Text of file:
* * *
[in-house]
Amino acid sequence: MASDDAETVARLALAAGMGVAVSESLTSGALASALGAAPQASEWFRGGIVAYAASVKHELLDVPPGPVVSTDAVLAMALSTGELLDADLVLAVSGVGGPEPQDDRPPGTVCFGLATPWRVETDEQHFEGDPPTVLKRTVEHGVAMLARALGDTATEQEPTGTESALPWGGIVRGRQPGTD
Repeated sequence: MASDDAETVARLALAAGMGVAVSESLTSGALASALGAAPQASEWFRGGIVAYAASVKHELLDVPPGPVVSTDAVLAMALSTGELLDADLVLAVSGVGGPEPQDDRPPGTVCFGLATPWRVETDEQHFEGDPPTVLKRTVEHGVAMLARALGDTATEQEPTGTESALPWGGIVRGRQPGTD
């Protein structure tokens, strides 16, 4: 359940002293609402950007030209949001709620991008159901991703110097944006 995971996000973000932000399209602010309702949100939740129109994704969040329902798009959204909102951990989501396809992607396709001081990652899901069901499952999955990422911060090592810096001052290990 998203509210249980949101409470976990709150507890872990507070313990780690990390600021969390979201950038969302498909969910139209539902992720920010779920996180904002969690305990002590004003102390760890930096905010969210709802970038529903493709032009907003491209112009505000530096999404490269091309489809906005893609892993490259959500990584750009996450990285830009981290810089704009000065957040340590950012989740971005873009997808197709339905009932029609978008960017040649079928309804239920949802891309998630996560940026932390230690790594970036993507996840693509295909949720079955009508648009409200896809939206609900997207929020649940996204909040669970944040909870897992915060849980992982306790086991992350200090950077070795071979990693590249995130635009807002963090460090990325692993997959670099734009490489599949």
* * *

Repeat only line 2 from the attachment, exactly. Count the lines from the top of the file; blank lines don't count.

Amino acid sequence: MASDDAETVARLALAAGMGVAVSESLTSGALASALGAAPQASEWFRGGIVAYAASVKHELLDVPPGPVVSTDAVLAMALSTGELLDADLVLAVSGVGGPEPQDDRPPGTVCFGLATPWRVETDEQHFEGDPPTVLKRTVEHGVAMLARALGDTATEQEPTGTESALPWGGIVRGRQPGTD